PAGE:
A Travellerspoint blog

Staying at Home in La Paz

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It's been almost a month now of being under "stay at home" orders here in La Paz, Baja California Sur. Along with the rest of the world, we are watching and waiting for the end of this craziness and making the best of things.


Like all of you, our world has been reduced to what's inside the gates of our little apartment building. Except for trips to the store, we are staying at home. In a way, Scott and I have been practicing "social distancing" for two years. It's just been us on the road and we've gotten very good at spending countless hours together passing the time in our own ways. We often spend days in "our house", just going out for a meal or a beer. So I don't think the isolation part of this is hitting us as hard as others. It's nothing new to us to use FaceTime to keep in touch with friends and family! And we're fortunate to be in a small building of six units where we do get some interaction with others - whether it's saying hi as they walk by to go out or meeting up on the roof deck for a cocktail at sunset - at appropriate social distance of course! These little interactions are priceless and make us feel less alone.

And our good friend James has been a great distraction. He's like family so we feel okay about bending the rules and having him over sometimes. We've had some fun times and good meals together.

Of course, we can't wait to be able to go to the beach and go on some of our favorite drives but that will have to wait for now.

So we spend countless hours sitting in front of our unit watching the world go by.

We are so thankful to have this outdoor space and our roof deck. When you slow down, you notice the little things. In the morning and the afternoons, there is an amazing aerial war that goes on in and around our little courtyard between the sparrows and the butterflies. The sparrows dive and twirl trying to catch the butterflies who dart here and there in an effort to escape. I can watch this display for hours. And the little Costa's Hummingbirds come to the tree and clean their beaks and flit around. There is the gecko that sounds off every night about 8:30. Sounding off just once but always at about the same time like he's saying "Ok bugs, I'm here! Get ready!" On the roof we watch the Magnificent Frigatebirds and Turkey Vultures cruise on the currents, get annoyed at the incessant chatter of the Gila Woodpeckers, and get excited to see a Crested Caracara outside of the desert or an Osprey carrying a fish home for dinner.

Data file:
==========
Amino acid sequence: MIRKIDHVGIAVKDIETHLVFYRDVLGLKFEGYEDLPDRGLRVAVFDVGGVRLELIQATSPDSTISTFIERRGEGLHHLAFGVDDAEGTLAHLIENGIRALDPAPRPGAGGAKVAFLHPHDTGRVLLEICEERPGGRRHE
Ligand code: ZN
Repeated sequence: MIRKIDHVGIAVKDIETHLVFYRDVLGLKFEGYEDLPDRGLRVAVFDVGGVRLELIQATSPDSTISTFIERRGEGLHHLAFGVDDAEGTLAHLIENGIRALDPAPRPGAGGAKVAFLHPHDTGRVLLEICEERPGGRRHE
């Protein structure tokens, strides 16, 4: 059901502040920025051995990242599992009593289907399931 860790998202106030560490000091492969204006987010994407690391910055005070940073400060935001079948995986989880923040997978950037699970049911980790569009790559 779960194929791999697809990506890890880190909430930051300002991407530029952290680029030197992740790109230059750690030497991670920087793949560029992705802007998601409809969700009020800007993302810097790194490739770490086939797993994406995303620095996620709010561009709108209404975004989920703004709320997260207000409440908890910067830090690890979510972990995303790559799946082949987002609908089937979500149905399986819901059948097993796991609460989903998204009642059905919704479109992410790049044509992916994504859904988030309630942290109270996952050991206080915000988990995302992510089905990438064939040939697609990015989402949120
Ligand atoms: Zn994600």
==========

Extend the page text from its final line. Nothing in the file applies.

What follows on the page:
Some people say every day feels the same or that they all blend together but for us noticing these little things, planning small social interactions, and celebrating the daily routines of cleaning the house, going shopping, doing the laundry, hanging sheets on the roof deck to dry, cooking a meal, stopping for a fish taco or tamale to-go, these small things separate the days and make each one unique. And we've picked up our yoga practice again (Scott doesn't have any excuses left not to do it with me haha!), which helps with focus and feeling good.


As I've related before, as a virgo, it's very hard for me to exist without a plan - at least a notional plan. As we started to settle in here, I started to get frustrated with the uncertainty of all of this and the not knowing. When would be able to travel again? Where would we be able to go? It was hard to get up everyday and not be consumed with a feeling of being in limbo. I am so thankful for Scott, my partner in this crazy adventure, for listening to me when I said "I NEED A PLAN!" and helping us to figure out a way to make a plan when plan-making is unrealistic.